Yolo County

California 08/26/11 West Nile Virus activity has spread to Yolo County as the first dead bird and a mosquito sample have tested positive for the virus, local officials announced Friday. The bird was found in South Davis near Chiles Road and Mace Boulevard, and the mosquito sample was found near County Road 103 between Woodland and Davis. “Finding this first positive bird and mosquito sample is significant because it shows that the virus is moving to new areas,” David Brown, district manager, said in a news release.

DeKalb County

Georgia 08/27/11 Traps in Decatur and other parts of DeKalb County captured 74 collections of mosquitoes that tested positive for West Nile Virus through Friday, a big increase over the number found with the virus last year, according to data from the DeKalb County Board of Health.

Lake County

Illinois 08/30/11 by Michelle Stoffel – A mosquito pool in Buffalo Grove has tested positive for West Nile virus, the Lake County Health Department announced recently. The mosquito pool, sampled Aug. 4, is the first confirmed indicator of the disease in Lake County this year. In 2010, one human and 29 mosquito pools tested positive for the virus in the county.

Massachusetts 08/30/11 by Daniel DeMaina – A mosquito pool in Melrose has tested positive for West Nile Virus (WNV), the Melrose Health Department announced in a press statement on Tuesday morning. The trap that yielded the positive West Nile test is located on the Melrose/Stoneham line, the release stated.

Massachusetts 08/27/11 by Leslie Anderson – West Nile virus has been detected in mosquitoes collected from Newton, city officials announced today. This is the first positive mosquito pool identified in Newton this summer. However, several nearby communities, including West Roxbury and Brookline, have already found mosquitoes with the virus, so the news was not a surprise, said Dori Zaleznik, commissioner of the city’s Health & Human Services Department.

Nassau County

New York 08/30/11 The first case of West Nile virus in a human in Nassau County this year was reported Tuesday by the county Department of Health. The unidentified Hempstead resident, who is between 40 and 50 years old, suffered a mild case and has fully recovered, the department said in a statement.

Cuyahoga County

Ohio 08/30/11 Ohio’s first two clinical human cases of West Nile virus in 2011 were confirmed Tuesday by the Ohio Department of Health, which also reported a sharp increase in the number of WNV-positive mosquitoes. A case of WNV meningitis was confirmed in a 19-year-old Cleveland-area woman who was hospitalized in Cuyahoga County.

Putnam County

A 14-year-old boy in Putnam County was confirmed with WNV fever, but was not hospitalized. Both are recovering. Meanwhile, the number of WNV-positive mosquito pools in the State of Ohio increased from 52 to 450 during the month of August.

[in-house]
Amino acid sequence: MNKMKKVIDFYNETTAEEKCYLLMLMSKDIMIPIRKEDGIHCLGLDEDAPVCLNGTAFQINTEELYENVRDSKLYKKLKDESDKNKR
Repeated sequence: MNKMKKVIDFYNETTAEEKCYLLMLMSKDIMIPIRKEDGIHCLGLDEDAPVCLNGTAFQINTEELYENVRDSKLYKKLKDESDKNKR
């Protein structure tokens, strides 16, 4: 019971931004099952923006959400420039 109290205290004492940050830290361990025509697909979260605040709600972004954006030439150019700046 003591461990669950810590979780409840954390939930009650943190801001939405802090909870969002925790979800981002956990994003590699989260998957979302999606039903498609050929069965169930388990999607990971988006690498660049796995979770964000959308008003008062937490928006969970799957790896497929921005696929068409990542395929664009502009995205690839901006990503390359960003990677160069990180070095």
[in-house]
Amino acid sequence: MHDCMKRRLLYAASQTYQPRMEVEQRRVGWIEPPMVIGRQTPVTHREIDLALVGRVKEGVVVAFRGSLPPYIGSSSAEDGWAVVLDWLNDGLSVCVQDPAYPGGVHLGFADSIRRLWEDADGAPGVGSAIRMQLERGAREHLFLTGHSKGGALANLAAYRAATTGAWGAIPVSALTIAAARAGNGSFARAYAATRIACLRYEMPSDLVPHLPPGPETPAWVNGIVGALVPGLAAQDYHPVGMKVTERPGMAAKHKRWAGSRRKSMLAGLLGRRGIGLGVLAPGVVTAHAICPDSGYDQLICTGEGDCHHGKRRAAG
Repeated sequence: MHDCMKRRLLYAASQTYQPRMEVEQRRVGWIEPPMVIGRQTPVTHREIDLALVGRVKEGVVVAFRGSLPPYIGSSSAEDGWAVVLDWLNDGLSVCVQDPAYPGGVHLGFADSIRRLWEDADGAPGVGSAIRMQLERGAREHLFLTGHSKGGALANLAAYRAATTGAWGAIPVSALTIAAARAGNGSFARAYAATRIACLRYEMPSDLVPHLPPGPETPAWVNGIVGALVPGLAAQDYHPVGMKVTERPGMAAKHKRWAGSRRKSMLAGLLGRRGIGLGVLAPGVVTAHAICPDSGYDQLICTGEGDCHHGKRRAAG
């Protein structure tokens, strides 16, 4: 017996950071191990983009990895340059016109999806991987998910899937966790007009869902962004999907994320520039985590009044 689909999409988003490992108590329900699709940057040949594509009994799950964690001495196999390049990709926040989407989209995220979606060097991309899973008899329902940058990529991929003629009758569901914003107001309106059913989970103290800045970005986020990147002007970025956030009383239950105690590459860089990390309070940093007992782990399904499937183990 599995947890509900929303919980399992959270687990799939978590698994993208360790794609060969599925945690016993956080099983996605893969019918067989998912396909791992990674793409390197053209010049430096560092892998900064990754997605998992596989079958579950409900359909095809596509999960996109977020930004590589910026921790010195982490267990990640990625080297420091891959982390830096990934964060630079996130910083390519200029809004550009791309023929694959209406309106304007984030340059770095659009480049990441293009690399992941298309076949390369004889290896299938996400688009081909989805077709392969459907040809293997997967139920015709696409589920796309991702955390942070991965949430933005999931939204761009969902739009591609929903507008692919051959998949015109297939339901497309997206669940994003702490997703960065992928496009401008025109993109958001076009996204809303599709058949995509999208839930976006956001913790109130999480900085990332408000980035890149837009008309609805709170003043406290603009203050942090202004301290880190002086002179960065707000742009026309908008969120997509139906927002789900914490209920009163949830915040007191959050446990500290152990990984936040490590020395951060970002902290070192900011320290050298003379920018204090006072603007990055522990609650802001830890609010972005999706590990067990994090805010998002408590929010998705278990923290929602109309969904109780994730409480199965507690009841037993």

Lebanon County

Pennsylvania 08/30/11 The Department of Health today reported Pennsylvania’s first probable human case of West Nile virus (WNV) of 2011. On July 22, an elderly Lebanon County woman was hospitalized with a high fever and neurological symptoms. She is currently recovering. For more information about West Nile virus, including current test results for mosquitoes, birds and horses, visit or call the Pennsylvania Department of Health at 1-877-PA HEALTH.

Massachusetts 08/30/11 by Michael Gelbwasser – Mosquitoes collected from Sharon last Thursday had the Eastern Equine Encephalitis virus, state and local health officials said today.

Massachusetts 08/25/11 The Massachusetts Department of Public Health (MDPH) announced today that (Eastern Equine Encephalitis) EEE virus has been detected in mosquitoes collected from Rehoboth, Massachusetts on 8/22/11. In 2010, 3,558 mosquito samples were tested for EEE virus, and 65 positive samples were identified in Massachusetts. This is Rehoboth’s first EEE virus positive mosquito sample identified in 2011.

New York 08/29/11 A confirmed case of Eastern equine encephalitis (EEE) has been found in a horse in Massena, according to the New York State Department of Health. The St. Lawrence County Public Health Department was notified, and the horse was euthanized on Aug. 22. Although the EEE virus is rare, it is one of the most serious mosquito-borne diseases. About one-third of people infected with the virus die. Most survivors suffer significant brain damage. An Oswego County resident died of EEE about two weeks ago.

West Virginia 08/30/11 Mineral County health officials are advising residents of the New Creek area to be cautious after a raccoon tested positive for rabies. The Mineral Daily News-Tribune reports that the county Health Department confirmed the rabies case about 5 miles south of Keyser.